Lately we were given a code base from EA. It was a mixture of C and C++ codes. They continously added code to it on demand in an adhoc basis for the last 14 years. Our task is to develope the same tool from scratch if need be we can use some of their codes as well. And the requirement is the tool needs to be developed in Microsoft Visual Studio 2005. So our first task was to build the existing legacy code they dumped us with in 2005. While trying to do so I faced a few issues which I want to share in this post :

Commmon Problem 1:
error C2220: warning treated as error - no 'object' file generated
warning C4996: 'wcstombs' was declared deprecated
c:\program files\microsoft visual studio 8\vc\include\stdlib.h(562) : see declaration of 'wcstombs'
Message: 'This function or variable may be unsafe. Consider using wcstombs_s instead. To disable deprecation, use _CRT_SECURE_NO_DEPRECATE. See online help for details.'

Solution -
#pragma warning ( disable : 4996 )
Commmon Problem 2:
error C2440: 'initializing' : cannot convert from 'const char *' to 'char *'

The code was :
char *pTxdGroupXml = strstr(name, "_resources.xml");

Solution -
Change the code to :
char *pTxdGroupXml = (char*) strstr(name, "_resources.xml");
Common Problem 3
error C3861: '_assert': identifier not found

#define _assert(exp, fileName, lineNumber) assert(exp)
Common Problem 4
error LNK2005: __configthreadlocale already defined in MSVCRTD.lib(MSVCR80D.dll) LIBCMTD.lib
ProjectSettings - > Linker - > Input -> Ignore specific Library : LIBCMTD.lib

Hope this post helps when you are down and fighting to build a mamoth Legacy Code.

- Reza

Monday, August 06, 2007

Playing with linker options [C++]

Changing the entry point of your Application:

Did you know that the entry point of a C++ program can be changed. It can be set from the linker option.
ProjectProperties -> Linker -> Advanced -> Entry Point

In the entry point we can set any function name and that will be the starting point of the program. Try it and have fun :).

How to have a console running behind your MFC or Win32 Application:

Well at times this things come in handy. Suppose you have made a MFC project and have initialized OpenGL in one of the windows. Now while drawing on the window you need to watch some values of animation. In such a case as the values of animation are being update continiously, to see those values via a message box will be very pathetic. The other way to see the values might be to dump them in a file and then see the files. Wouldn't it be better if you could have a console window running behind the MFC windows you have created. Well having a console running at the same time would be easy to debug things on run time as we can have printf statements dumping values in the console, while at the same time the MFC windows are working as usual.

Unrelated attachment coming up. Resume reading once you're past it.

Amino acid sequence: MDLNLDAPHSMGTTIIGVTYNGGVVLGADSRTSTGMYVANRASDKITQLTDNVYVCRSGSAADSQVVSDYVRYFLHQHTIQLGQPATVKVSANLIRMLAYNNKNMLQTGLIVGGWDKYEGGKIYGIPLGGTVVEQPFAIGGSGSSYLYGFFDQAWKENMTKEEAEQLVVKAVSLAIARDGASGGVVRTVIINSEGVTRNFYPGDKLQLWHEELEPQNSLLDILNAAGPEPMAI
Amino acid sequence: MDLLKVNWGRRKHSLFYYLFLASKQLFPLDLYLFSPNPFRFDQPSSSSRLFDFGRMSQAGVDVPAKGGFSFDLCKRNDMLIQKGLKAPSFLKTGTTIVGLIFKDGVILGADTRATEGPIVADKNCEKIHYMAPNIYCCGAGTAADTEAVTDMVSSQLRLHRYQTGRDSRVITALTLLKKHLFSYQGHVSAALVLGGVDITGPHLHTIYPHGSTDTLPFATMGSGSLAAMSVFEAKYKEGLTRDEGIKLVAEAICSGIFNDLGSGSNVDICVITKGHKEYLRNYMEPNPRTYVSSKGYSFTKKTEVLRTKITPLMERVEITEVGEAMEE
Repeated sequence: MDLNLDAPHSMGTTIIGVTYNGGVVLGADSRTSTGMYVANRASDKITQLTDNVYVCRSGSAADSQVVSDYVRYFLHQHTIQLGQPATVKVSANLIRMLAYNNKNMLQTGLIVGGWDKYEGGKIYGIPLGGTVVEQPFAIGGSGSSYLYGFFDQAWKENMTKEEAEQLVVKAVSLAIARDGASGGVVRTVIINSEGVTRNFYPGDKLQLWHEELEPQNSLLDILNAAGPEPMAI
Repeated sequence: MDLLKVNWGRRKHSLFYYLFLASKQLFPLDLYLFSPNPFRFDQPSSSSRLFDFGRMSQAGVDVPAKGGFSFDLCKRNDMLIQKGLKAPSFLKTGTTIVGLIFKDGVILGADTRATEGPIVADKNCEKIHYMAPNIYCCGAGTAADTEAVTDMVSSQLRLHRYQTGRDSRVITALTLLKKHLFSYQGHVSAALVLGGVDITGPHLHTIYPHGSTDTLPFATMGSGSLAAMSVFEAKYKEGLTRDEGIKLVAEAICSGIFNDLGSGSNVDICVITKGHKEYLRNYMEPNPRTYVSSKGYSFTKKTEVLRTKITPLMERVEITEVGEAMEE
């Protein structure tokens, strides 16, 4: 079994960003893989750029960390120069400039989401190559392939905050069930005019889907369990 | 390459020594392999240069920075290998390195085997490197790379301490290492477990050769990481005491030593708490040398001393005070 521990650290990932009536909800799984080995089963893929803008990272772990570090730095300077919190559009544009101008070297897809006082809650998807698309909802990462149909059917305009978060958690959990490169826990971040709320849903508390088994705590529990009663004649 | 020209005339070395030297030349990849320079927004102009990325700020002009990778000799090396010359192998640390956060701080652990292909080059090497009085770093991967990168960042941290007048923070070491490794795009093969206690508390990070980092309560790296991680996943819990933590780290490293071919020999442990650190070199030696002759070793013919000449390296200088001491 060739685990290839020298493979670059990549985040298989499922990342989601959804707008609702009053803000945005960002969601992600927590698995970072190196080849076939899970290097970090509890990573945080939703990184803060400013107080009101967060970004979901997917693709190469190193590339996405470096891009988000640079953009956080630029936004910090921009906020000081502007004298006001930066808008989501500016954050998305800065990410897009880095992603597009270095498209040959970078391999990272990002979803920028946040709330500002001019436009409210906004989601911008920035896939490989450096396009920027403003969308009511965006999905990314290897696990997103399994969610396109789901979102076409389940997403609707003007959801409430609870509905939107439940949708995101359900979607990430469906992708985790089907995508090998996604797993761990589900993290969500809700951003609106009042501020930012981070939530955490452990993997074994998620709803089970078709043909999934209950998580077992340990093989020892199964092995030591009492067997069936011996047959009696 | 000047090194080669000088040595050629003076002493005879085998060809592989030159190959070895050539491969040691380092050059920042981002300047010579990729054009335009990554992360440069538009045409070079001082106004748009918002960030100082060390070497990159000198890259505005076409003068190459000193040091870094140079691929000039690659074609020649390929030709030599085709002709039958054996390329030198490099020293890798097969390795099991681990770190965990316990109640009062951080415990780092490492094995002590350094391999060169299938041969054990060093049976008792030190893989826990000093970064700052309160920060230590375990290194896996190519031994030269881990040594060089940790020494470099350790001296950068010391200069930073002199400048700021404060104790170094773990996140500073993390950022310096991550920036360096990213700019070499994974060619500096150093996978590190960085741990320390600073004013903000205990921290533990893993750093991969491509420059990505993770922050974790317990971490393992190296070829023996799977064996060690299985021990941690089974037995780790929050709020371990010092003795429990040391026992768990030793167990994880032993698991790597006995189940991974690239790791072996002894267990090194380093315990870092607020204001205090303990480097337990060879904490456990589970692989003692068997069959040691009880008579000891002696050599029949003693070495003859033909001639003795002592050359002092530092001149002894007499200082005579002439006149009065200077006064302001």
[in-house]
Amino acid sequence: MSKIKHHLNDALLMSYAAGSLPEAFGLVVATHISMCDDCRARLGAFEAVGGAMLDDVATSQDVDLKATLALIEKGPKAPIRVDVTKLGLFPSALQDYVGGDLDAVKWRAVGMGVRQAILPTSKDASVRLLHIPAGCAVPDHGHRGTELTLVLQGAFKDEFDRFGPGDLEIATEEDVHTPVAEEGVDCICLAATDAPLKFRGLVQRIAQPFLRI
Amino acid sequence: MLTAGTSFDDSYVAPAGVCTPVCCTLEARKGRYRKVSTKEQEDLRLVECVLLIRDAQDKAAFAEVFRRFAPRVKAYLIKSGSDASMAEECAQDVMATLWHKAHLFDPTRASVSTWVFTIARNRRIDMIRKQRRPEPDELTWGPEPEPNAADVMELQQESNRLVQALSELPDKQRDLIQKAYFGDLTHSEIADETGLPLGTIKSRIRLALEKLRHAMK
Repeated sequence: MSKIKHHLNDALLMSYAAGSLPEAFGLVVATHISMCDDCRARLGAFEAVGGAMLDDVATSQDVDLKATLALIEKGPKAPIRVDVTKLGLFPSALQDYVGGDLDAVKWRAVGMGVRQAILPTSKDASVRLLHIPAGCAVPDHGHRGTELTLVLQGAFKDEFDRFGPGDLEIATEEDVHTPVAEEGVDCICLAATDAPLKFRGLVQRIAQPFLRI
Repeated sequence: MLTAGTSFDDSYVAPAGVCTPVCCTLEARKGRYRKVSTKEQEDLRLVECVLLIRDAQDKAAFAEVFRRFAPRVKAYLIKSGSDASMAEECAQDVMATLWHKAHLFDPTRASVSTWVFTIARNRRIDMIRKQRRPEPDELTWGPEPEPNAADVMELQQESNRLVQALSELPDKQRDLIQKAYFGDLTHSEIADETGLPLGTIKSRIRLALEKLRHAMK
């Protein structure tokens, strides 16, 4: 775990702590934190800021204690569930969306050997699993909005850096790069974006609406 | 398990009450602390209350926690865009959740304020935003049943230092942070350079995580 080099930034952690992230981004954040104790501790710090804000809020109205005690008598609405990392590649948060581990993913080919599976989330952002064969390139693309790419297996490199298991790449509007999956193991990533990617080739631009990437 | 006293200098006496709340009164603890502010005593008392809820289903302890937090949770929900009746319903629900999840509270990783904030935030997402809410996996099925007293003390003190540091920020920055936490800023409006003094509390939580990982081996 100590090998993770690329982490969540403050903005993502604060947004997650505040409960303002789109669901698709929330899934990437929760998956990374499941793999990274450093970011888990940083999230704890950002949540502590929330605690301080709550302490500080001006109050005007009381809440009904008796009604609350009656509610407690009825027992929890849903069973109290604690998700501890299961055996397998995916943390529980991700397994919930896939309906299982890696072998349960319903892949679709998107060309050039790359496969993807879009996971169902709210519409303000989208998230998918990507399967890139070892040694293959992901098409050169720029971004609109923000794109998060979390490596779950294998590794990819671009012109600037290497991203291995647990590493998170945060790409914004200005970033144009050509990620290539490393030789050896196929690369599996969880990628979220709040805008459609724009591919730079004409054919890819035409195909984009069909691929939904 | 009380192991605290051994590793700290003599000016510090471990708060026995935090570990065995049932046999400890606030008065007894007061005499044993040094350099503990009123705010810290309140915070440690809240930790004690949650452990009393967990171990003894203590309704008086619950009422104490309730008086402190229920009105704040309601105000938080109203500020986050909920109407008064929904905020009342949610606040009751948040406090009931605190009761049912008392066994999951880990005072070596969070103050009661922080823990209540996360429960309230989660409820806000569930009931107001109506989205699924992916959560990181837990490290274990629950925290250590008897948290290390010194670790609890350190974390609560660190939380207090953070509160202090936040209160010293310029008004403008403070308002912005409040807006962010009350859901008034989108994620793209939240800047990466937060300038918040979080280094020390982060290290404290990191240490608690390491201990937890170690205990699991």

This can be acheived very easily.

SubSytem can be set via :
ProjectProperties -> Linker -> System -> SubSystem

Entry Point can be set via :
ProjectProperties -> Linker -> Advanced -> Entry Point

A bit of playing around with the linker options. When you open a MFC project you have the following set as default :

The subsystem value is set as : Windows(/SUBSYSTEM:WINDOWS)

And for Entry point the value will be wWinMainCRTStartup if you are using MicrosoftVisual Studio 2003 or 2005. For VC6 the value will be winMainCRTStartup.

Changes needed to bring a console :

Set value of the subsytem to be : Console(/SUBSYSTEM:CONSOLE)

When you set the subsytem the Entry Point value will be blank. We need to set it to have the value it initally had that is wWinMainCRTStartup or winMainCRTStartup.

Thats all. Run the program and you will have a console running at the back where you can dump all the information you need.

Hope this helps.